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New founders frequently ask our startup lawyers:
How many shares should I issue myself and my co-founders when I first incorporate my company?
Startups will approach this question differently. Some will choose to divide shares equally among co-founders and others may allocate shares based on the percentage of your startup they want to ‘own’. We unpack two approaches below.
Dividing Shares Equally Among Co-founders
The more straightforward approach is to distribute the number of shares equally among co-founders. For example, if you have 300 shares and three co-founders, each would receive 100 shares. Or, you can distribute shares based on what each co-founder will contribute, for example, 200 | 50 | 50.
When determining this figure, you should remember two points:
- all shares that your startup will issue to shareholders must be whole numbers (i.e. you cannot issue 1.5 shares to a co-founder); and
- you will need to set a price per share, and should pay this upfront (which can be a nominal number, like $0.01 per share).
The price per share reflects the value of the company. So, if you issued yourself 1,000,000 shares at $1 per share (valuing your new startup at $1 million), you would either have to pay $1,000,000 to the company or inform ASIC that the shares are partly paid. A partly paid share means that the shareholder has paid part of the issue price upfront (for instance, $0.50, rather than $1) and will pay the remaining amount in the future.
It’s important that the share price reflects the true value of the company. In our experience, most companies are valued around $1 when they are first set up, but their value can grow quickly in a short period. If you value your company much higher and you cannot pay for your shares in full, you become personally liable to pay the remaining price of the shares at the company’s request. For instance, if a company cannot pay its debts and money is owed to suppliers. A standard approach for a new company with a nominal value is to issue 100 shares at $0.01.
If you are unsure of the appropriate share price for your new company, you should speak to your accountant or tax advisor.
But, if your startup is likely to have additional shareholders, such as investors, you may consider issuing shares based on a percentage.
Dividing Shares Based on Ownership Percentage
When a startup wants to issue new shares to another person, such as an investor, it looks at the number of shares the company has already issued and then issues additional shares that gives the shareholder the desired percentage of ownership. For example, if the company has issued 300 shares and they want to bring on another shareholder who owns 20% of the company, they will issue the new shareholder 75 shares.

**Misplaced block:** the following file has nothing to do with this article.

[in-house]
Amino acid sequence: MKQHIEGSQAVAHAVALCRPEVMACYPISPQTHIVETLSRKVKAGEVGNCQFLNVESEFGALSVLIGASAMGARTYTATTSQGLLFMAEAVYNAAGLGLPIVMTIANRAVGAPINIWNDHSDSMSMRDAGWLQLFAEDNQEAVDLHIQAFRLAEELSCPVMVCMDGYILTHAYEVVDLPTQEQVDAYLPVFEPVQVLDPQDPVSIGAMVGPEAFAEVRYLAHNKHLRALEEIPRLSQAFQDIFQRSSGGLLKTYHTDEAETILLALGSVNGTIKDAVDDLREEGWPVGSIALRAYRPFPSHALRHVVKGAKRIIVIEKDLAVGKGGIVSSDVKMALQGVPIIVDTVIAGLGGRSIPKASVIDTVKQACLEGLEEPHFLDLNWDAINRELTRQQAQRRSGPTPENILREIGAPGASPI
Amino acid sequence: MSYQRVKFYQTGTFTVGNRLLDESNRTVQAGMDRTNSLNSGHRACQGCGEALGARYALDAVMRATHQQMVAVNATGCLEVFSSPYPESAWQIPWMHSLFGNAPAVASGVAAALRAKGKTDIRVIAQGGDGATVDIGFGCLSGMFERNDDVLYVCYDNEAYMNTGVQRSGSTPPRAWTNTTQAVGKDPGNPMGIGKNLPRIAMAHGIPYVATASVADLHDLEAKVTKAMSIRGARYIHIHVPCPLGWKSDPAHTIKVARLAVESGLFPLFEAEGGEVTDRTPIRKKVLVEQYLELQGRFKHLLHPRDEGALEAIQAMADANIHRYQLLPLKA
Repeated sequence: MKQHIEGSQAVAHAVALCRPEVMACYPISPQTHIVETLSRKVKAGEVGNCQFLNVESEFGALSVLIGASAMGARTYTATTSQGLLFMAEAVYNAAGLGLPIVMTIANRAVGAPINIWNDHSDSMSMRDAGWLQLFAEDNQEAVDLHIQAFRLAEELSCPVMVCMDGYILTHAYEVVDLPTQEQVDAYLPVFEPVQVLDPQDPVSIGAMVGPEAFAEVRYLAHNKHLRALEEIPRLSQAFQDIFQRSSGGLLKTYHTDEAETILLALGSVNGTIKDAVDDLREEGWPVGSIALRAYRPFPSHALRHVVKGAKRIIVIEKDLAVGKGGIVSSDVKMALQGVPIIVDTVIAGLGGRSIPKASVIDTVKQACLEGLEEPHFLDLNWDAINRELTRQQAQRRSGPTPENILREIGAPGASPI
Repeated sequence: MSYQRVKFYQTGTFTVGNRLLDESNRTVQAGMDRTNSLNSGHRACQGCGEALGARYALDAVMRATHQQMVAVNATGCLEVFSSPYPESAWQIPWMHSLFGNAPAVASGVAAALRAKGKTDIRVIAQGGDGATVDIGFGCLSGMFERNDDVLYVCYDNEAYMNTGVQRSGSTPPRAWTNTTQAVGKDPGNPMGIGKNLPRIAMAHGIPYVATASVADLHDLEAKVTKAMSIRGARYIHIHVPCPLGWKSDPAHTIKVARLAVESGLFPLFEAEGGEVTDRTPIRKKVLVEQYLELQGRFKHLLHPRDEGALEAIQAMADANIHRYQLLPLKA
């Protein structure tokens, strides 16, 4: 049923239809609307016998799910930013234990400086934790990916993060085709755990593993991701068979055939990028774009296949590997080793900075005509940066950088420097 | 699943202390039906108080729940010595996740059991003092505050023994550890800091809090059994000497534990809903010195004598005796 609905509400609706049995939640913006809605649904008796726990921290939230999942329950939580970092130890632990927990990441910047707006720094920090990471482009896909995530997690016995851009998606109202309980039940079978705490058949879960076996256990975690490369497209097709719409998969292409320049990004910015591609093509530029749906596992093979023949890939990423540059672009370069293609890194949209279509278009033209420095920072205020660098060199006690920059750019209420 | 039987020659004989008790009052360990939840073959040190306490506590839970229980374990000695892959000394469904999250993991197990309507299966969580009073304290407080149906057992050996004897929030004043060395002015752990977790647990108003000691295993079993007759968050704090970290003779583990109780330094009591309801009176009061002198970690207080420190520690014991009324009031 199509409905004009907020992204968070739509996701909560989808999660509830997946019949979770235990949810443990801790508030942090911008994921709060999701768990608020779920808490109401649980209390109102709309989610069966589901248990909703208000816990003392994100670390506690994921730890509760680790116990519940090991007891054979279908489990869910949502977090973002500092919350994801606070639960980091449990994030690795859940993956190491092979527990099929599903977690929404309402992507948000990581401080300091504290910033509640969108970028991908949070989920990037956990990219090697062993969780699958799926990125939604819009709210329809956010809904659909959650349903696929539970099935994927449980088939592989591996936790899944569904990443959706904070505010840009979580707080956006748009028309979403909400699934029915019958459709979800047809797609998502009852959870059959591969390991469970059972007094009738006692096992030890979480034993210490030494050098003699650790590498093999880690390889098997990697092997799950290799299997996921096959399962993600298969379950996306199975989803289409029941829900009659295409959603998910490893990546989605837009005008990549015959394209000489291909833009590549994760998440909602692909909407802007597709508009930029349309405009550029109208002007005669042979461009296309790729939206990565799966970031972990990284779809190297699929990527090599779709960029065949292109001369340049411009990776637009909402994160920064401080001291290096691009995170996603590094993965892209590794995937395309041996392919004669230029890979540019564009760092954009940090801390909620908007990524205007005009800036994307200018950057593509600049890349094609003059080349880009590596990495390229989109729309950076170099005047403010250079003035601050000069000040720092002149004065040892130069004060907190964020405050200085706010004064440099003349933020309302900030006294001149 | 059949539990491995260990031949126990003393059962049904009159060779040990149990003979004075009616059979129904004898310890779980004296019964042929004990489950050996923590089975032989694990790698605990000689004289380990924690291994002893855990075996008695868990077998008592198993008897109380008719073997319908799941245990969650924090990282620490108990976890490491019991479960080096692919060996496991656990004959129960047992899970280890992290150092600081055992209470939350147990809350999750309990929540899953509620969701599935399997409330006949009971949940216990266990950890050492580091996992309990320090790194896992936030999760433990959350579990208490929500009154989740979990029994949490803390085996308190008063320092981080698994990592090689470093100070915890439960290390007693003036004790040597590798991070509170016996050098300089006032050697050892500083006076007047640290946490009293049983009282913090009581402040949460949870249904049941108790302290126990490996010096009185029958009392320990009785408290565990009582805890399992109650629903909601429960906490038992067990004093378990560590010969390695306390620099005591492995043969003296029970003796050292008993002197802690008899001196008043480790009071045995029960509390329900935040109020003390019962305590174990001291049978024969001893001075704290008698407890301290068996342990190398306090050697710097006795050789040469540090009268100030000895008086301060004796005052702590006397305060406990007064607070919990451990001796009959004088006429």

A * (B/(1-B)) = Newly Issued Shares
- A is the number of shares the company has already issued (in our example, 300); and
- B is the % of the company the new investor wants to own (in our example, 20%).
The smaller the number of shares on issue, the harder it is to come to a whole share number. For example, if the company only has 30 shares on issue, they would not be able to issue a new shareholder with 20% as the shares required would be 7.5.
Some startups choose to issue a larger number of shares to give the company flexibility with future share issuances (for example, 10,000 shares at $0.01). However, this does mean that your startup will have to pay $100 for the shares. If this is not yet possible but you anticipate issuing more shares to either future hires, or to raise capital from investors, you can increase the number of shares on issue through a share split. For instance, if you only issued three shares when you set up your company, you can ‘split’ the three shares into the number of shares that you need to issue the incoming shareholder with the desired percentage.
A share split typically requires company approvals, an ASIC form and new share certificates. Your accountant or lawyers can assist you with preparing these documents.
The LegalVision Startup Manual provides guidance on a number of common challenges faced by startup founders including structuring, raising capital, building a team, dealing with customers and suppliers, and protecting intellectual property.
The guide includes 10 case studies featuring Australia’s top VC fund partners and leading Australian startups.
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Whether you are a sole startup founder or intend to bring on board multiple shareholders like co-founders, employees or investors, it’s important to consider how many shares you will issue before setting up your company. Although you can change your company’s share structure down the track, this can have tax consequences or be an administrative headache. If you have any questions or would like assistance setting up your company and issuing new shares, get in touch with LegalVision’s startup lawyers on 1300 544 755 or fill out the form on this page.
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